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January 18 2016, Monday

EDITORIAL
 
     
 
   
   
     

What’s New in Medicine?  

  • The CDC has issued a level 2 Zika Travel Alert and advised pregnant women in any trimester to consider postponing travel to 14 countries and territories in South and Central America and the Caribbean where mosquitos are spreading the Zika virus. The CDC also advises women who are thinking about becoming pregnant to consult with their physician before traveling to these areas, and if they do, follow strict precautions to avoid mosquito bites.
  • James E. Sharman, BHMS, PhD, from the University of Tasmania, and colleagues report in the January/February issue of the Annals of Family Medicine that scanning home BP monitoring data can help physicians to determine which patients have uncontrolled BP. They observed that having three or more of the last 10 home systolic blood pressure readings 135 mm Hg or higher was the best predictor of 24-hour ABP systolic blood pressure above treatment or target threshold.
  • A study from Malaysia reported online in Annals of the Rheumatic Diseases has implicated occupational exposure to textile dust as a trigger for rheumatoid arthritis. Exposure to textile dust among women in Malaysia increased the risk of developing rheumatoid arthritis by 3-folds and the increased risk was seen for both seropositive and seronegative disease.

 

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What Buzzed Last Week? 
Student suspended for sharing inhaler

CDC closely monitoring new bird flu strain outbreak

Warning labels on sugary drinks

Ebola ends, but expect 'flare-ups'
BREAKING NEWS

What you eat is how you sleep!

Janampatri is passe; Genomepatri is in!

 
IMA JIMA 

http://module.ima-india.org/ima/jima/2015/September/
Top 10 Cardiovascular Disease Researches in 2015 
CPR with rescue breaths vs. compression-only CPR
 

IMA NATCON 2015 

Dilemmas Answered - Dr Preeti Sanghi 
Kids with ASD face a higher mortality risk: what does ASD means here?
LIFESTYLE UPDATES

eSPIRITUAL - Negative thoughts are absence of positive thoughts

eWELLNESS -  Physical illness can trigger depression

INSPIRATIONAL STORY - Ice-cream

What’s Your Take?
With long working hours, unusual shifts and a life virtually on the run, do you feel doctors are widely ignoring their own health while caring for others?
LIGHTER READING

HUMOR - Get yourself a train! 

Photo -Quiz - Any guesses for this condition?

   
 
 
INTERACTIVE CORNER

Legal Quote - National Consumer Disputes Redressal Commission, New Delhi Original Petition No.59 of 2000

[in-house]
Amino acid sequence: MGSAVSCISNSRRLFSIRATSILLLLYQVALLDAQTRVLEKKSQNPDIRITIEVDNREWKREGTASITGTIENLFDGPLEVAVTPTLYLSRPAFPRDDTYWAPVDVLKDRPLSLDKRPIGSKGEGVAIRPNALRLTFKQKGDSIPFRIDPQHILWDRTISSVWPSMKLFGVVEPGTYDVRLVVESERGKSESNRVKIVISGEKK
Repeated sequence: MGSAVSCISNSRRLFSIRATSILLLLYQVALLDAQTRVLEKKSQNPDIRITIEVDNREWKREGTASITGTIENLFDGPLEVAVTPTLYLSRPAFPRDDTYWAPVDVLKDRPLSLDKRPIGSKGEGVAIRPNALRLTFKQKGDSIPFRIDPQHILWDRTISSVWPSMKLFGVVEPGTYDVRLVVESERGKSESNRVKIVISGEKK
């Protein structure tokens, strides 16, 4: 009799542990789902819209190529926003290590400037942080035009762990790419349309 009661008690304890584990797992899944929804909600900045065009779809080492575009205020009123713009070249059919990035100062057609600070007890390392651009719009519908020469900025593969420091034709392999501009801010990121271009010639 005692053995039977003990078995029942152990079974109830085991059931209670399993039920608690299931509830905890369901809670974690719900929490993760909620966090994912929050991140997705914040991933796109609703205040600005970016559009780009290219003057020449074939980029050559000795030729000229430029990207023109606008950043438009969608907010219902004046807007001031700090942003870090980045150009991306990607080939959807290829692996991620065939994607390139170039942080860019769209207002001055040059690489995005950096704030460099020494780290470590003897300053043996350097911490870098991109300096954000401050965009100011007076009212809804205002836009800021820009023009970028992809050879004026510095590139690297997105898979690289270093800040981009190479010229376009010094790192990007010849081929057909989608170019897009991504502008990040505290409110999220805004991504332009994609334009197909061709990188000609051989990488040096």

eMEDI QUIZ 

Water heaters have been associated with a disease? Which disease is it and how does one get it?

Bioethical issues in medical practice - Appendicitis in a young boy

PRESS RELEASE

Environmental Impact on one’s Eye Health 

 

 

New Delhi, January 17, 2016: Expanding areas of arid land, air pollution and greater exposure to ultraviolet (UV) radiation all present potential health hazards to the eyes. The cornea, eyelid, the sclera and even the lens—are all exposed directly to the environment.

Rising temperatures and shifting atmospheric circulation patterns force dry air into regions. Drier air means that more people are likely to suffer from dry eye, a condition in which tears aren’t produced properly or evaporate too quickly. There is no evidence that drier conditions cause dry eye but they can accelerate symptoms in people who are prone to dry eye.

Air pollution has long been linked to respiratory disorders; more recently it’s been shown to play a role in eye disease.

Exposure to wood or charcoal cooking fires—ubiquitous in many developing countries—appears to accelerate the scarring caused by trachoma. Recurrent infections over a lifetime lead to scarring inside of the eyelids, which in turn causes the eyelashes to turn inward and brush against the cornea, eventually resulting in damage that impairs vision.

Speaking about this, Dr. SS Agarwal – National President IMA and Padma Shri Awardee, Dr KK Aggarwal – Honorary Secretary General IMA and President HCFI in a joint statement said, “Ozone depletion can lead to higher levels of UV light exposure, which is a known risk factor for cortical cataract. Chronic exposure to the sun’s damaging rays can alter the orderly arrangement of proteins in the lens of the eye or damage lens epithelium, causing the lens to become cloudy. Wearing a hat can reduce UV exposure by 30%. Sunglasses, even simple plastic lenses that offer full UV protection, can reduce exposure by nearly 100% and should be used judiciously”.

Entire community should take note of the severe damage that can be caused to the eyes. It becomes all the more important to note these precautions, as Indians tend to be vitamin D deficient.

 

 

 

 

 

   
 
 
   
 
     
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